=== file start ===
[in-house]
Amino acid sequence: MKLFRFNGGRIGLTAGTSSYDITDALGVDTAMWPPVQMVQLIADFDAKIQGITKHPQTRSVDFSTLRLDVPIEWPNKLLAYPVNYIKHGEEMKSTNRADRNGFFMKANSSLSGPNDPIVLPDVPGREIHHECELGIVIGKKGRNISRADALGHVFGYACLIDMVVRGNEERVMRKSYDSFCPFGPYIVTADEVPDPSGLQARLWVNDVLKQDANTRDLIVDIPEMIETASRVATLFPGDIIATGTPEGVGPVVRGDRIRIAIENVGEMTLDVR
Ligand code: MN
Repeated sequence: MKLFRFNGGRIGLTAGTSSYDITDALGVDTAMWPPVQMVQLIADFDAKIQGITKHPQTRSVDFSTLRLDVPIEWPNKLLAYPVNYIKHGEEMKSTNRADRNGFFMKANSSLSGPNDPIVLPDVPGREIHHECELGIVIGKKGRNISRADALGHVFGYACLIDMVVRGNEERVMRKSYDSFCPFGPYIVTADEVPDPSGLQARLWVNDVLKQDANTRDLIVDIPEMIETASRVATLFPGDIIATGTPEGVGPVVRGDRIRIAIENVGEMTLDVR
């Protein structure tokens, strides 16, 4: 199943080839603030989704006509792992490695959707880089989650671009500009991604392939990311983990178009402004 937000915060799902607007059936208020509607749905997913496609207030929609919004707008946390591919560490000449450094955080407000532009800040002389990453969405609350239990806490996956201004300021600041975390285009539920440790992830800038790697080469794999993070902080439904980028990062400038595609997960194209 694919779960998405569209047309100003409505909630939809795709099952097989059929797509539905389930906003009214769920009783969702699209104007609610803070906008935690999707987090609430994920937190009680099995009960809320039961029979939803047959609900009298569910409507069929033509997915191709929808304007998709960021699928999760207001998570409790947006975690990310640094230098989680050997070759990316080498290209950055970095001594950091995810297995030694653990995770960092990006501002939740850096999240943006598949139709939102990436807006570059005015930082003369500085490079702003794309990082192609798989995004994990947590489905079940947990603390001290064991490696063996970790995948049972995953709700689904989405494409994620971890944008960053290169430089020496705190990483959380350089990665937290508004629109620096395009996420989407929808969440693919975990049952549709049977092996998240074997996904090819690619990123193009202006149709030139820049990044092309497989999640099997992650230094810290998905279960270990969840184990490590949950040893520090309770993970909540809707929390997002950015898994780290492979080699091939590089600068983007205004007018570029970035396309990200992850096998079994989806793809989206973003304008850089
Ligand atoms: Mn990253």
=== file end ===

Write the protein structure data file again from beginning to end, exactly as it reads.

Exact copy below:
[in-house]
Amino acid sequence: MKLFRFNGGRIGLTAGTSSYDITDALGVDTAMWPPVQMVQLIADFDAKIQGITKHPQTRSVDFSTLRLDVPIEWPNKLLAYPVNYIKHGEEMKSTNRADRNGFFMKANSSLSGPNDPIVLPDVPGREIHHECELGIVIGKKGRNISRADALGHVFGYACLIDMVVRGNEERVMRKSYDSFCPFGPYIVTADEVPDPSGLQARLWVNDVLKQDANTRDLIVDIPEMIETASRVATLFPGDIIATGTPEGVGPVVRGDRIRIAIENVGEMTLDVR
Ligand code: MN
Repeated sequence: MKLFRFNGGRIGLTAGTSSYDITDALGVDTAMWPPVQMVQLIADFDAKIQGITKHPQTRSVDFSTLRLDVPIEWPNKLLAYPVNYIKHGEEMKSTNRADRNGFFMKANSSLSGPNDPIVLPDVPGREIHHECELGIVIGKKGRNISRADALGHVFGYACLIDMVVRGNEERVMRKSYDSFCPFGPYIVTADEVPDPSGLQARLWVNDVLKQDANTRDLIVDIPEMIETASRVATLFPGDIIATGTPEGVGPVVRGDRIRIAIENVGEMTLDVR
């Protein structure tokens, strides 16, 4: 199943080839603030989704006509792992490695959707880089989650671009500009991604392939990311983990178009402004 937000915060799902607007059936208020509607749905997913496609207030929609919004707008946390591919560490000449450094955080407000532009800040002389990453969405609350239990806490996956201004300021600041975390285009539920440790992830800038790697080469794999993070902080439904980028990062400038595609997960194209 694919779960998405569209047309100003409505909630939809795709099952097989059929797509539905389930906003009214769920009783969702699209104007609610803070906008935690999707987090609430994920937190009680099995009960809320039961029979939803047959609900009298569910409507069929033509997915191709929808304007998709960021699928999760207001998570409790947006975690990310640094230098989680050997070759990316080498290209950055970095001594950091995810297995030694653990995770960092990006501002939740850096999240943006598949139709939102990436807006570059005015930082003369500085490079702003794309990082192609798989995004994990947590489905079940947990603390001290064991490696063996970790995948049972995953709700689904989405494409994620971890944008960053290169430089020496705190990483959380350089990665937290508004629109620096395009996420989407929808969440693919975990049952549709049977092996998240074997996904090819690619990123193009202006149709030139820049990044092309497989999640099997992650230094810290998905279960270990969840184990490590949950040893520090309770993970909540809707929390997002950015898994780290492979080699091939590089600068983007205004007018570029970035396309990200992850096998079994989806793809989206973003304008850089
Ligand atoms: Mn990253």